Cattle Market & Farm Reports, Editorials
by WLJ
Dec 20, 2007
With volatile feed costs that have reached record highs in recent months, feed yards want calves this fall that will perform from day one without added worry of sickness. That means buyers will be willing to pay more for healthy cattle, says Dr. Joe Dedrickson, director of the Merial Large Animal Veterinary Professional Services. “Feed yards can’t afford sick cattle this fall,” he explains. “The stress of weaning and shipping can lead to bovine respiratory disease (BRD), and with profit margins tight, any setback due to BRD can be devastating to the bottom line. Prevention is key.” Treatment costs alone for BRD
Cattle Market & Farm Reports, Editorials
by WLJ
Dec 20, 2007
Sale Calendar is a service to our advertisers. There is a minimum advertising requirement to be eligible to be listed in the sale calendar. Contact your fieldman for more information, or to have your date added to the Sale Calendar. We will only run auction sale dates or private treaty start dates. We do not run consignor sale dates. ALL BREEDS Sept. 30 – Visalia Livestock Market, Bull Sale, Visalia, CA Oct. 5 – Tri County All Breeds Bull Sale, Templeton, CA Oct. 7 – Cal Poly Bull Test Sale, San Luis Obispo, CA Oct. 20 – Western Stockman’s Famoso All Breeds Female & Bull
Cattle Market & Farm Reports, Editorials
by WLJ
Dec 20, 2007
BLACK GOLD BULL SALE Sept. 13, Colusa, CA 75 Fall yrlng Angus bulls $3,361 21 Spring yrlng Angus bulls 3,640 15 Spring yrlng Charolais bulls 2,773 Auctioneers: Rick Machado and John Rodgers Sale Manager: Matt Macfarlane Marketing For over a decade, this sale has either kicked off the fall marketing season on the West Coast or it has been one of the very early sales. This year, it was one of the very early sales and the results of this sale are eagerly awaited by the industry. Once again, this sale will be viewed as a market maker sale as it again set the pace for the
Cattle Market & Farm Reports, Editorials
by WLJ
Dec 20, 2007
Secretary of Agriculture Mike Johanns gave a formal letter of resignation to President Bush on Sept. 20, effectively ending speculation regarding Johanns’ future political career. Bush made the announcement to the press at 9:27 EDT in a Rose Garden ceremony at the White House. Speculation has been running rampant for weeks regarding Johanns’ move to fill a Senate seat being vacated by Sen. Chuck Hagel, R-NE. The Senate would be the next logical stop politically for Johanns, though there is speculation that Bush’s outright endorsement of Johanns for the Senate is a denouncement of Hagel, who has been a frequent critic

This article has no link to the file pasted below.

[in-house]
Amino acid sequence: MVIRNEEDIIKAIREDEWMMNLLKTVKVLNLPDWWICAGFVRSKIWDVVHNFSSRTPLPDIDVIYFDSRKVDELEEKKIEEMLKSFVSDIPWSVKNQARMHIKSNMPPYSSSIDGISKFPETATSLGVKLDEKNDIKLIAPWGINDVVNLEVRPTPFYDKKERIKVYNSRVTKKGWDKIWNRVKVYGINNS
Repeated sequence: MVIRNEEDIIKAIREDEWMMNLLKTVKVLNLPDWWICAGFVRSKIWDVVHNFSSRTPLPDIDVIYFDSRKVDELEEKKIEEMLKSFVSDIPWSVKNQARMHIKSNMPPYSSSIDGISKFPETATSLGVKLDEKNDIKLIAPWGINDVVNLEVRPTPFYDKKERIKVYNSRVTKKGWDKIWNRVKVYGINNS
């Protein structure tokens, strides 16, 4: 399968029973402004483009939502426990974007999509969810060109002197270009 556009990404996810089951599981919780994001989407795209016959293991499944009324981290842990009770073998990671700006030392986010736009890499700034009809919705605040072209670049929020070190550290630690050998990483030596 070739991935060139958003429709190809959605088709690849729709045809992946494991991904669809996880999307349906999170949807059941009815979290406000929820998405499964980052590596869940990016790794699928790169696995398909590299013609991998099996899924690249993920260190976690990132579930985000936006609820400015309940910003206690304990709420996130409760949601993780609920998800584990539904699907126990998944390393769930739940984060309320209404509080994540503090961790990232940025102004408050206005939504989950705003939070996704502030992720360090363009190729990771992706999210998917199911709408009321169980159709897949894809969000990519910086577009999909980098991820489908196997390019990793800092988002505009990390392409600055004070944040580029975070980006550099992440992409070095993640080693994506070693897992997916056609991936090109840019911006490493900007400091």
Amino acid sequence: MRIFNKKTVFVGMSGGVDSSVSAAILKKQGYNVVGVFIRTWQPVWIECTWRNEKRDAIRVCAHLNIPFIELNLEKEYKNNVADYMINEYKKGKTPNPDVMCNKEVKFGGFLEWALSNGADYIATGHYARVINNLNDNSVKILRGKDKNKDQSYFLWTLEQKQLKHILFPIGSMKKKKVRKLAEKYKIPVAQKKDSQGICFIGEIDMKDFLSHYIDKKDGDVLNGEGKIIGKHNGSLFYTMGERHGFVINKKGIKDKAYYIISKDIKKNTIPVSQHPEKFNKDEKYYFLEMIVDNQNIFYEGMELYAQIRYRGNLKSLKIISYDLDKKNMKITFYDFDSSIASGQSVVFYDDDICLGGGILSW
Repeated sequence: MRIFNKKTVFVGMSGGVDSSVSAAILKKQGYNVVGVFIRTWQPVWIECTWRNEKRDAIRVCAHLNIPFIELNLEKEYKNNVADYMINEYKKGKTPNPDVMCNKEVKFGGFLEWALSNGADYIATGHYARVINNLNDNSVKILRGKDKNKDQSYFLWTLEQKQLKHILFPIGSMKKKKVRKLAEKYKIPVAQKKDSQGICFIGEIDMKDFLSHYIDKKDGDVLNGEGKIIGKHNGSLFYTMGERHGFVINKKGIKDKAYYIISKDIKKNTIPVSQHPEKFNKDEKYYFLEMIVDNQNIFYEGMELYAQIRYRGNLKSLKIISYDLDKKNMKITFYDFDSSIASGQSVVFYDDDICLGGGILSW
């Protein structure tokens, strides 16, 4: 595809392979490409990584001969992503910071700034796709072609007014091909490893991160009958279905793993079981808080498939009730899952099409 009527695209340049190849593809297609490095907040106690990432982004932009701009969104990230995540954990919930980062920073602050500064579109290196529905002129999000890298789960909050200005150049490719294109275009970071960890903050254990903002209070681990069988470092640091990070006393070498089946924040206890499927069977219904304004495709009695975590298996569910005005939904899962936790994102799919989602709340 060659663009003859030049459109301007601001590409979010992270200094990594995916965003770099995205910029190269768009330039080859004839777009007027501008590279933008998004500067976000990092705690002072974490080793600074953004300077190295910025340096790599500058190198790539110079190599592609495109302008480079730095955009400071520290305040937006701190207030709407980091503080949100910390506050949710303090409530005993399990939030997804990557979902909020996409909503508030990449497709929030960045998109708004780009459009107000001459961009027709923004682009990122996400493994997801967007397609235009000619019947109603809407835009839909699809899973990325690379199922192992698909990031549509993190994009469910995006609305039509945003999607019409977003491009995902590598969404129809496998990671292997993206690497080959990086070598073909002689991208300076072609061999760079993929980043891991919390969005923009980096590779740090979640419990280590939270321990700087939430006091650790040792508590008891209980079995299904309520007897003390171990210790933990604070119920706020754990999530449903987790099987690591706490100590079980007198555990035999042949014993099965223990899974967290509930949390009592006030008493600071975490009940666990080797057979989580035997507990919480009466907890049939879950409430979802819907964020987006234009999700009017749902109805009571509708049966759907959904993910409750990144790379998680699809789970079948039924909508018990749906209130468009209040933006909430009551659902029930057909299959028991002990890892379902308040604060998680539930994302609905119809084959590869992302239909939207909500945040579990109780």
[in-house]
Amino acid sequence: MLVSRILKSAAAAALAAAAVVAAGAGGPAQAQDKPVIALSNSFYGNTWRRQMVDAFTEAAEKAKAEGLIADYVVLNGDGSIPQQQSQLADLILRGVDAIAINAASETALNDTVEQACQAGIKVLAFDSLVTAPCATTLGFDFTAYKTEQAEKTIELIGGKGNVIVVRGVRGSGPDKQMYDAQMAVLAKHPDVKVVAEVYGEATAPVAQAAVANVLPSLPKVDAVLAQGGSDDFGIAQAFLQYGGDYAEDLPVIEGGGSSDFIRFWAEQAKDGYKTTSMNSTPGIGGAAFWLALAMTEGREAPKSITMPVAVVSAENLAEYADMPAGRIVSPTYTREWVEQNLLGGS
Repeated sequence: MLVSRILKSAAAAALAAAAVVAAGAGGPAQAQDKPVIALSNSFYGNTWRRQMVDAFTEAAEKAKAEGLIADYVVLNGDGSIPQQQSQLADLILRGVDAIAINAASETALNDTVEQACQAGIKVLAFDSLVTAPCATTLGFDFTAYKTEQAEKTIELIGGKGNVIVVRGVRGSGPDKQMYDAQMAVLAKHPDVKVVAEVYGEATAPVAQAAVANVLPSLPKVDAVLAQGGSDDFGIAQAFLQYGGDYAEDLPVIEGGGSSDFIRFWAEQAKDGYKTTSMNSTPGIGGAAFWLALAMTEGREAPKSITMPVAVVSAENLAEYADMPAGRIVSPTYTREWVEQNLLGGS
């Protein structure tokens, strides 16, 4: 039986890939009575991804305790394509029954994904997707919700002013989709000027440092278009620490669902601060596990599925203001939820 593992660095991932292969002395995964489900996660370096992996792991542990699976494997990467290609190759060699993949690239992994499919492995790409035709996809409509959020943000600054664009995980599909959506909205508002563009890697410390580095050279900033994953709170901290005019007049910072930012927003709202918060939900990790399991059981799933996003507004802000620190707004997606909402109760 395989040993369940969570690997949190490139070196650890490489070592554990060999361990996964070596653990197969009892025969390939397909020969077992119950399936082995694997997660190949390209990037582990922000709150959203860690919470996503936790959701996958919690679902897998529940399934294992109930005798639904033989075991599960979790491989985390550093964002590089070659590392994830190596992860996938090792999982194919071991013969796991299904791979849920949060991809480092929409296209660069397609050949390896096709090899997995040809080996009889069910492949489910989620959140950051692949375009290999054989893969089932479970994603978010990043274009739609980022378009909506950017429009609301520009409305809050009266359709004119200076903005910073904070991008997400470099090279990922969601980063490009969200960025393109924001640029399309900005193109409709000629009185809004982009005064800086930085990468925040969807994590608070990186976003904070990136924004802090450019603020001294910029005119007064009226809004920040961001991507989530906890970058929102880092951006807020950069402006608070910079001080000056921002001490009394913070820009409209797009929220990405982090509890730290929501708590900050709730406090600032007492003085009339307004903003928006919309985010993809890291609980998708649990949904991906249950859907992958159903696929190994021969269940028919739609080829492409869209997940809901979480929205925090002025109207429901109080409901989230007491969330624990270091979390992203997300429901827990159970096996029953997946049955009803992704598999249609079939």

Cattle Market & Farm Reports, Editorials
by WLJ
Dec 20, 2007
During a long-awaited announcement Sept. 14, USDA’s Chief Veterinary Officer, Dr. John Clifford, formally revealed USDA’s final minimal-risk rule for normalizing trade with other minimal-risk countries. Currently, the only country the U.S. has designated as being at minimal- risk for bovine spongiform encephalopathy (BSE) is Canada. The official designation by the World Organization for Animal Health (OIE) of both countries is ‘controlled risk.’ While the Canadian border has been open to cattle under 30 months of age since January of 2005, the movement of cattle over that age has remained restricted until now. Live cattle over 30 months of age, destined both
Cattle Market & Farm Reports, Editorials
by WLJ
Dec 20, 2007
U.S. Sen. Jim Talent, R-MO, a member of the Senate Agriculture Committee, recently introduced legislation that would prohibit USDA from developing a mandatory National Animal Identification System (NAIS).   Talent’s bill, S.3862, amends the Animal Health Protection Act to “prohibit the Secretary of Agriculture from implementing or carrying out a National Animal Identification System or similar requirement.” The bill would also cease funding and defund NAIS. The bill’s language also requires federal protection of any information obtained through a voluntary program.   A similar piece of legislation has entered the House introduced by U.S. Rep. Jo Ann Emerson, R-MO, which calls to make the
Cattle Market & Farm Reports, Editorials
by WLJ
Dec 20, 2007
  Late in the day, Sept. 20, Congress finally reauthorized the Livestock Mandatory Price Reporting (LMPR) Act. The bill, H.R. 3408, will now head for the president’s desk for passage into law. The bill, which had been in conference committee after differing versions passed out of the House and Senate last year, contains few alterations and passed the Senate by unanimous consent. Reports last week said the changes for LMPR advocated by the Senate after a Government Accountability Office report last year will be addressed in the 2007 Farm Bill negotiations. According to the National Pork Producer’s Council, among the enhancements
Cattle Market & Farm Reports, Editorials
by WLJ
Dec 20, 2007
Roger Koedam and his partners from Iowa are close to opening a brand new livestock auction market in Canton, SD. The facility, which is nearing completion, is expected to hold its first sale on Oct. 16. According to Koedam, the market will hold 5,000 animals easily, with a maximum capacity of 7,000 head. Most pens are also under cover, which Koedam said would be a benefit for cattlemen in the area. “We have about two-thirds of our pen space under a roof. The total roof area is 200 by 500 feet,” Koedam said. He said the new market, named Sioux Falls Regional
Cattle Market & Farm Reports, Editorials
by WLJ
Dec 20, 2007
Premiums for preconditioning, source verified and weaning continue to be the fastest ways producers can add value to their calf crops, experts say. Several studies have shown the premiums available to producers can stack up to as much as $10 to $20 per cwt. Now that export markets have reopened to much of Asia, calves which meet the criteria for export, including source and age verification, will qualify for additional premiums. More frequently than ever, auction markets are recommending producers implement as much of a preconditioning program as is practical. The drawback, a lack of facilities to handle vaccination and 30
Cattle Market & Farm Reports, Editorials
by WLJ
Dec 20, 2007
Producers have a variety of differing philosophies when it comes to handling cull cows. Numerous studies have shown that selling unproductive cows contributes a substantial amount of money to an operation’s bottom line, by most accounts an average of 20% of revenue and in some cases, as much as 30% in a given year. Feeding culls can be a proposition which is both risky and potentially rewarding. Research has shown there can be substantial profitability when open or no-longer-productive culls are placed on feed for a period of time prior to marketing them. The profitability of such a practice can vary


Sales Calendar

LIKE US ON FACEBOOK!